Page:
Thursday, May 18, 2006

The Army Knows Better Than To Use Psych Drugs

It has long been a fact that the use of psych drugs can disqualify you for military service. One of the shooters in the Columbine Massacre school disaster had tried to get into the Army and had been turned down because he was on Luvox. But apparently once you're in, the Army has a different attitude. The current controversy is based on the Army taking psychotic soldiers, giving them psych drugs, and putting them back on the front line, where they become dangerous "loose cannons" (almost literally).

The following two quotes are from a Los Angeles Times article, "U.S. Redeploying Troops with Mental Health Issues":

"I can't imagine something more irresponsible than putting a soldier suffering from stress on [antidepressants], when you know these drugs can cause people to become suicidal and homicidal," said Vera Sharav, president of the watchdog Alliance for Human Research Protection. "You're creating chemically activated time bombs."

Sgt. Syverson, back in Kuwait after a breakdown, in an e-mail to his family: "Nearly died...out here on a nice and really mild night because of the medication that I am taking. Head about to explode from the blood swelling inside, the lightning storm that happened in my head, the blurred vision, confusion, dizziness and a whole lot more."

Wednesday, May 17, 2006

A Little Paxil Story...

Maybe it isn't so hard to understand why GlaxoSmithKline is bending over backwards to work with the FDA on warning the public about Paxil. Amongst the group of psych drugs known as SSRIs (like Prozac, Zoloft etc.) Paxil is definitely the baddest bad boy of them all. Web sites supporting Paxil victims are rife with horror stories. Click here to hear one of them in the form of a video -- it's a news article by a Texas news station.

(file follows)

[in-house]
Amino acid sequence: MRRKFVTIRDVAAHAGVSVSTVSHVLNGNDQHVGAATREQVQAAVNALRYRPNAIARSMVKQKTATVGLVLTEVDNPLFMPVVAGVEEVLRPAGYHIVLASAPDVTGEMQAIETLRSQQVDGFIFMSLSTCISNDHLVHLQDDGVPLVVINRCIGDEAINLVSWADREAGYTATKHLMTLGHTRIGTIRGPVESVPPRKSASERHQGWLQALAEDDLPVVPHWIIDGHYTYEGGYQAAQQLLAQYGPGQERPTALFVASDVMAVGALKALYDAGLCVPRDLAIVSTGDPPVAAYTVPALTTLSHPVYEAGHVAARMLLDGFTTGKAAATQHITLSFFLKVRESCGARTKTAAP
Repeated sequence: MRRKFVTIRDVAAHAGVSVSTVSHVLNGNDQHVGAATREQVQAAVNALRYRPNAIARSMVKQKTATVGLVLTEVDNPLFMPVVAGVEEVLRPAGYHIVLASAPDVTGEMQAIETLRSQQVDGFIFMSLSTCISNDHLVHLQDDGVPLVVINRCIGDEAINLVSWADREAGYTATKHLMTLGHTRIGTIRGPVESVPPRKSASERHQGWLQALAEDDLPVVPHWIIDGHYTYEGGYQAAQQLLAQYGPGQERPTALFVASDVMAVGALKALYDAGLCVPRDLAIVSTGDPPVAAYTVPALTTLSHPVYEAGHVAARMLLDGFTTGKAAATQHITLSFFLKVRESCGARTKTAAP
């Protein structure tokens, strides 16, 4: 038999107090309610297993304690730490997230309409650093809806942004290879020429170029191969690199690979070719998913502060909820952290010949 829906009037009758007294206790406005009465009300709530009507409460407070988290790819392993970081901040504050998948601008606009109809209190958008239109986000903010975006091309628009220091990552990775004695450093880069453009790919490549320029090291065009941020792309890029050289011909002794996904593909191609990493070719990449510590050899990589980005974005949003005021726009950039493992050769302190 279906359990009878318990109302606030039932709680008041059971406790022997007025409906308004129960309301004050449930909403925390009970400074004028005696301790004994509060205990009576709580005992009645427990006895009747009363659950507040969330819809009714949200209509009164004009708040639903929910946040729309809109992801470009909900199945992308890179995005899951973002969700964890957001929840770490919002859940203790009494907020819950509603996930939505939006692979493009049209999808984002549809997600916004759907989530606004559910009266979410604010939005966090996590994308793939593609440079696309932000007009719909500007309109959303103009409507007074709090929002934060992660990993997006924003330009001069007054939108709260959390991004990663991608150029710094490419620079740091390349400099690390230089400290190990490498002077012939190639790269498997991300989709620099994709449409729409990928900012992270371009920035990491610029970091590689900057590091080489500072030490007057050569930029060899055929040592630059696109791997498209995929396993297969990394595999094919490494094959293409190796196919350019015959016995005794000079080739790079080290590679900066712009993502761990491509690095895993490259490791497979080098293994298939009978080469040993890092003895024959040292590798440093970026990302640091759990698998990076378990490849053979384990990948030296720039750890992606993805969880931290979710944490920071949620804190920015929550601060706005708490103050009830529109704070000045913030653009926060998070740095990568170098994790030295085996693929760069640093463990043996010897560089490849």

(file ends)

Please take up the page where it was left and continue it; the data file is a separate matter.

Tuesday, May 16, 2006

In a sharp turnabout from the usual behavior of Big Pharma companies, GlaxoSmithKline is participating with the FDA to disseminate the data that their version of the Prozac prototype, Paxil, may raise the risk of suicidal behavior in young adults. This is commendable, at least on the surface, because Big Pharma has been stiff-arming any attempt to get them to admit their putting out drugs that kill rather than cure.

It smells a lot like the period when the tobacco companies realized they were going to go down. They began to promote themselves as concerned about young people taking up smoking and so forth.

I don't think this is going to start a stampede this week amongst Big Pharma robber barons to step up to the responsibility of admitting their crimes, but sooner or later there will be just such a rush to appear to be concerned and responsible. It will happen when they realize that the public has discovered that the emperor has no clothers and that they are navigating the fine line between mere fiscal responsibility on one hand, and criminal responsibility on the other.